The steps that will be used to develop Six Sigma deployment plan is shown below. Firstly, the company’s background information will be utilized to perform two types of analysis; Six Sigma readiness assessment and risk assessment. The results are qualitatively analyzed to form the final deployment plan.pic 2.jpg

The application of the above steps on ABC company, as a case study, is available here. It is worthy to mention that the readiness assessment that will be used is from International Institute for Learning, Inc. while other resources can be used as well.

References

American Society for Quality. Available at the WWW on http: //asq.org/index.aspx [Accessed in 1st December 2015].

Antony J. (2013). Readiness factors for the Lean Six Sigma journey in the higher education sector. International Journal of Productivity & Performance Management, 63 (2), pp. 257-264.

Atkinson, P.  (2013). Change mastery: Lean Six Sigma and business transformation. Management Services, 57 (4), pp. 30 – 35.

Coronado, R. and Antony, F. (2002). Critical success factors for the successful implementation of Six Sigma projects in organizations. TQM Magazine, 14 (2), pp. 92 – 99.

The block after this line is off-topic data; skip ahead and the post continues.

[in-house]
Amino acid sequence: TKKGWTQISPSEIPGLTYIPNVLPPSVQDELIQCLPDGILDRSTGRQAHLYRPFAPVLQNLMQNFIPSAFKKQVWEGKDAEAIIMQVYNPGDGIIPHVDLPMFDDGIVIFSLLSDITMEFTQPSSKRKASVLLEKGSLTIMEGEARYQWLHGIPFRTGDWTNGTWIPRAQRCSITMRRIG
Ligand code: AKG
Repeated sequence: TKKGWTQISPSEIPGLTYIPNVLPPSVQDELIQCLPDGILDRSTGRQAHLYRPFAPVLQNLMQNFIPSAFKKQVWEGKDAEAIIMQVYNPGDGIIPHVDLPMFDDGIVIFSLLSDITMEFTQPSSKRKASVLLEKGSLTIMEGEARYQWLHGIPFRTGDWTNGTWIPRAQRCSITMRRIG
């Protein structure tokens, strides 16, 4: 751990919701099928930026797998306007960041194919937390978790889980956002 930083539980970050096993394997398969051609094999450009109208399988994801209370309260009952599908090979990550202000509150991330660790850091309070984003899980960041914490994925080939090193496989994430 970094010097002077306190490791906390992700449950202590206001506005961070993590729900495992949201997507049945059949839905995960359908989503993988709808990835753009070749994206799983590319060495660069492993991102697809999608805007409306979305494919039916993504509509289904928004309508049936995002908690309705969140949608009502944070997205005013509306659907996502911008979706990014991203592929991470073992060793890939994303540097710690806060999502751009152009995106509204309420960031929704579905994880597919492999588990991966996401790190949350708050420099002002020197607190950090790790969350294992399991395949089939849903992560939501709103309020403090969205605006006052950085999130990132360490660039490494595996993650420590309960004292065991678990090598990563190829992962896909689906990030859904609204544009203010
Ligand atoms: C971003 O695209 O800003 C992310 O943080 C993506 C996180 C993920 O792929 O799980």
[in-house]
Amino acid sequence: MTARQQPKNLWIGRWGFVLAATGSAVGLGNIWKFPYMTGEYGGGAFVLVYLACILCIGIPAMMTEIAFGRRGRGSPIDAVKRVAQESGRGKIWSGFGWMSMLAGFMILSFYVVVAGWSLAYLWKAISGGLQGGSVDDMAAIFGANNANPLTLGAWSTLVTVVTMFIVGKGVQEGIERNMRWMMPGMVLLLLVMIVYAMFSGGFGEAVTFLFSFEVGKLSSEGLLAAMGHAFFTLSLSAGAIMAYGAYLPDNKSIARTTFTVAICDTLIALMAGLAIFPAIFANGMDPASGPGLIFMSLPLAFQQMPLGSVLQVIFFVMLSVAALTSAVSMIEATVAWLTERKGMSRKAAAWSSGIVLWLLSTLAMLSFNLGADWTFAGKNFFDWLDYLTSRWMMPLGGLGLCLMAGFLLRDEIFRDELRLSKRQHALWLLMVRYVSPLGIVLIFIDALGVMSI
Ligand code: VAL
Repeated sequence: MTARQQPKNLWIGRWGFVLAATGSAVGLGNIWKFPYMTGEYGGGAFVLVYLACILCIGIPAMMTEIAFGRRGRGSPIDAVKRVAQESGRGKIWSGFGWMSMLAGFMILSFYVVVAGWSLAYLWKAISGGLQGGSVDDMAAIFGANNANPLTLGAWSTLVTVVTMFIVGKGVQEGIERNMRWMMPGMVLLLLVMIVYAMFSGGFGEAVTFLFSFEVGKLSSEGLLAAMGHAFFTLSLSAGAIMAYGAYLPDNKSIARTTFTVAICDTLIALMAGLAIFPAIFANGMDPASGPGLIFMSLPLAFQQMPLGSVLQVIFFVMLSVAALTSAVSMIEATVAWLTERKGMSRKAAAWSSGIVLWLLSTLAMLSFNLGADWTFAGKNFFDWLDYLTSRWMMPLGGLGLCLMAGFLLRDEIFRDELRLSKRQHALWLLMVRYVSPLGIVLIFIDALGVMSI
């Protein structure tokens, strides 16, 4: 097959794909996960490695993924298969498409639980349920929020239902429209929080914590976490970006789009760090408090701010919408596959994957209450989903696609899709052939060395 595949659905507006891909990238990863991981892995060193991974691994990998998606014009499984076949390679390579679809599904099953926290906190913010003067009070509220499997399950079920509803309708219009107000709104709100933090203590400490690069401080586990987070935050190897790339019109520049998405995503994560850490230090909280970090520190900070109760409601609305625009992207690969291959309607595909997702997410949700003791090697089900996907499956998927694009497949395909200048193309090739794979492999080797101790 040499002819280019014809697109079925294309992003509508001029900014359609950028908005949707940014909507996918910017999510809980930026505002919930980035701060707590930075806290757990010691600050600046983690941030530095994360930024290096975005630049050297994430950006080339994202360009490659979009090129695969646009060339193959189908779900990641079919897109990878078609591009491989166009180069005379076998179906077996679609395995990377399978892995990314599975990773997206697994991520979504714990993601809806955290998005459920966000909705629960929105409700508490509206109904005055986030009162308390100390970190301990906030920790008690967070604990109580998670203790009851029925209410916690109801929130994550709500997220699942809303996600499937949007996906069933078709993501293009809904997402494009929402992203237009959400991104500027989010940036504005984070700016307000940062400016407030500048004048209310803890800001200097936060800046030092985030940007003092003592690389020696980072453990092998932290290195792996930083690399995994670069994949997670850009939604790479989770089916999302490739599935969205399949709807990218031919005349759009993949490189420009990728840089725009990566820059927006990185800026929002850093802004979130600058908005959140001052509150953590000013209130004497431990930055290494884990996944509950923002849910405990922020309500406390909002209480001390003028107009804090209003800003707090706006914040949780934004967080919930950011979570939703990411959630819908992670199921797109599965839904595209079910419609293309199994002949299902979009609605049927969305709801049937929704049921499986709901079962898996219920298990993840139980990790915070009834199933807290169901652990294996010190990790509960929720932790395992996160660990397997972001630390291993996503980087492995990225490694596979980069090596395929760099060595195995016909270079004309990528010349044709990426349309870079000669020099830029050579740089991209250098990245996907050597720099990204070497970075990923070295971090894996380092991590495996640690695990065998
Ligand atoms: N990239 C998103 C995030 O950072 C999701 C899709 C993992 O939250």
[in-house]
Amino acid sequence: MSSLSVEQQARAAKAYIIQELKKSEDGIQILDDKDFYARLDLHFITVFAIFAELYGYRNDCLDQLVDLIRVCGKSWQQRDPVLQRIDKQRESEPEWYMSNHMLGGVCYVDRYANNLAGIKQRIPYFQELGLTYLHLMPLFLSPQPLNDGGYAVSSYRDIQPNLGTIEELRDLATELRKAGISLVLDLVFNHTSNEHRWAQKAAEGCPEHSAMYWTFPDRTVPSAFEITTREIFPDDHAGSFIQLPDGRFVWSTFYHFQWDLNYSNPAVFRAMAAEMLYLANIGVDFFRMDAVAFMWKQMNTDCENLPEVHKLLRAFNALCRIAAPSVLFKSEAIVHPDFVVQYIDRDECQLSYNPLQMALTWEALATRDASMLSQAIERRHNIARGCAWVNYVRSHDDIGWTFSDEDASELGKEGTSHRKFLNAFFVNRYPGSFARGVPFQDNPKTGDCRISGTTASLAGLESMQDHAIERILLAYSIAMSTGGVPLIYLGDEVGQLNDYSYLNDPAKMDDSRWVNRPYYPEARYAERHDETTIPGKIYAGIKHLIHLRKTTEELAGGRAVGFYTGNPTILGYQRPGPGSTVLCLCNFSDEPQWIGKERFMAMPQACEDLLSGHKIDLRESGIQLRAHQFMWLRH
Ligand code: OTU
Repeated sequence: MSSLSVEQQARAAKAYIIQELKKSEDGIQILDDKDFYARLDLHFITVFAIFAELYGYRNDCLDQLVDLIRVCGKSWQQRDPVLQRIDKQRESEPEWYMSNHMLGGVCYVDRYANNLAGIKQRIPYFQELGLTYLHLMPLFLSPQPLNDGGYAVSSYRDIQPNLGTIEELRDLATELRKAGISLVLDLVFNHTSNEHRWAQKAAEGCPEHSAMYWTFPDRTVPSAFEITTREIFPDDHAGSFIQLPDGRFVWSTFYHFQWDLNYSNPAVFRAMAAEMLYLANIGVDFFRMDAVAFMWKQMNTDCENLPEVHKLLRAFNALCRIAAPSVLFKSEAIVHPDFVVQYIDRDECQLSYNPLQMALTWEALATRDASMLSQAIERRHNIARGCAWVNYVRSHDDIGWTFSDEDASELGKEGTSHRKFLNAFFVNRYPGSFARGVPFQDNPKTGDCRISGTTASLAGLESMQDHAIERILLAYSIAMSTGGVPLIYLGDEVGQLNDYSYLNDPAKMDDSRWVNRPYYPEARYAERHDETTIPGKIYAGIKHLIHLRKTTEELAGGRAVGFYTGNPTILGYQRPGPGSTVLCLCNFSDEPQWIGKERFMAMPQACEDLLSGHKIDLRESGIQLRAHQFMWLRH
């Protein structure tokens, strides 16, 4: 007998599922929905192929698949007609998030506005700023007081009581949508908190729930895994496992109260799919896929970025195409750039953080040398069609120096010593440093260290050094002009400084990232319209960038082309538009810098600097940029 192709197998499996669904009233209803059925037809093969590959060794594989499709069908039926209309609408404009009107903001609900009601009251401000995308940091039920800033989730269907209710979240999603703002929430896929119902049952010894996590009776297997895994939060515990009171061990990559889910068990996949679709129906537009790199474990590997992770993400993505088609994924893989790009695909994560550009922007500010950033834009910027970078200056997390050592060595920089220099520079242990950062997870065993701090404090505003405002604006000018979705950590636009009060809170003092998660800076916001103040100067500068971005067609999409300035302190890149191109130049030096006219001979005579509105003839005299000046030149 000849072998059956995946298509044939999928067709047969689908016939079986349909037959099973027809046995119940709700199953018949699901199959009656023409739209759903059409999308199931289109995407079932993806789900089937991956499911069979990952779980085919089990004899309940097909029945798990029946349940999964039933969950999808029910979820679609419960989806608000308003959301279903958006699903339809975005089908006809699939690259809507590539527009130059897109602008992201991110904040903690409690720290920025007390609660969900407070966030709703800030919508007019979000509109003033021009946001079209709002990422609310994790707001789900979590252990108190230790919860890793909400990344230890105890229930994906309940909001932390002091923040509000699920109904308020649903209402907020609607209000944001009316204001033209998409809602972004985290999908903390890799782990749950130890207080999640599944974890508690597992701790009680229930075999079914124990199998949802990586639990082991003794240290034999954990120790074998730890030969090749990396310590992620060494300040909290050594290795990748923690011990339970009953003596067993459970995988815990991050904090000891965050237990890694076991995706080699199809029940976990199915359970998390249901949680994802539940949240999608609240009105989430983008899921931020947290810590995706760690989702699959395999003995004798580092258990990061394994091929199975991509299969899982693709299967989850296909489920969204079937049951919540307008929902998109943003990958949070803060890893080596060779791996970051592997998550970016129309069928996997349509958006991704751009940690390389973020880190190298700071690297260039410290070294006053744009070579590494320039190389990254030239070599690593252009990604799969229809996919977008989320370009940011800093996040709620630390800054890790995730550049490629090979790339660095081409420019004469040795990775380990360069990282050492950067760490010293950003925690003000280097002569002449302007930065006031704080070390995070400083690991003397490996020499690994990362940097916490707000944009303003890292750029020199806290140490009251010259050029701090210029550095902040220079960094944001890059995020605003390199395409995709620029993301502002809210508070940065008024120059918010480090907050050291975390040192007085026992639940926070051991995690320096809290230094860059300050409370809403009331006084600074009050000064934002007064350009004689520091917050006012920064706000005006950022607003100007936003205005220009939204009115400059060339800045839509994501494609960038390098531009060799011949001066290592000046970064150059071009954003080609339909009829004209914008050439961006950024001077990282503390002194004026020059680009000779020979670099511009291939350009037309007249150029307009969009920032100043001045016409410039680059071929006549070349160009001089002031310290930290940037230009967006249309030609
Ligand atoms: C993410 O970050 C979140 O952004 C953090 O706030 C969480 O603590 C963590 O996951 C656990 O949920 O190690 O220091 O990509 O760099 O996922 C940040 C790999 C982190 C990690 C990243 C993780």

Heavey, C. and Murphy, E. (2012). Integrating the balanced scorecard with Six Sigma. TQM Journal, 24 (2), pp. 108-122.

International Institute for Learning, Inc. available at the WWW on: https: //www.iil.com/leansixsigma/getlean/Six_Sigma_Readiness_Assessment_Tool.xls. [Accessed in 1st December 2015].

Kubiak, T. and Benbow, D. (2009). The certified Six Sigma black belt handbook. 2nd ed. Wisconsin: American Society for Quality Press.

McCarty, T., Daniels, L., Bremer, M., Gupta, P., Heisey, J., Mills, K. (2004). The Six Sigma black belt handbook. 1st ed. New York: McGraw Hill Professional.

Pyzdek, T. and Keller, P. (2010). The Six Sigma Handbook. 3rd ed.  New York: McGraw-Hill Companies.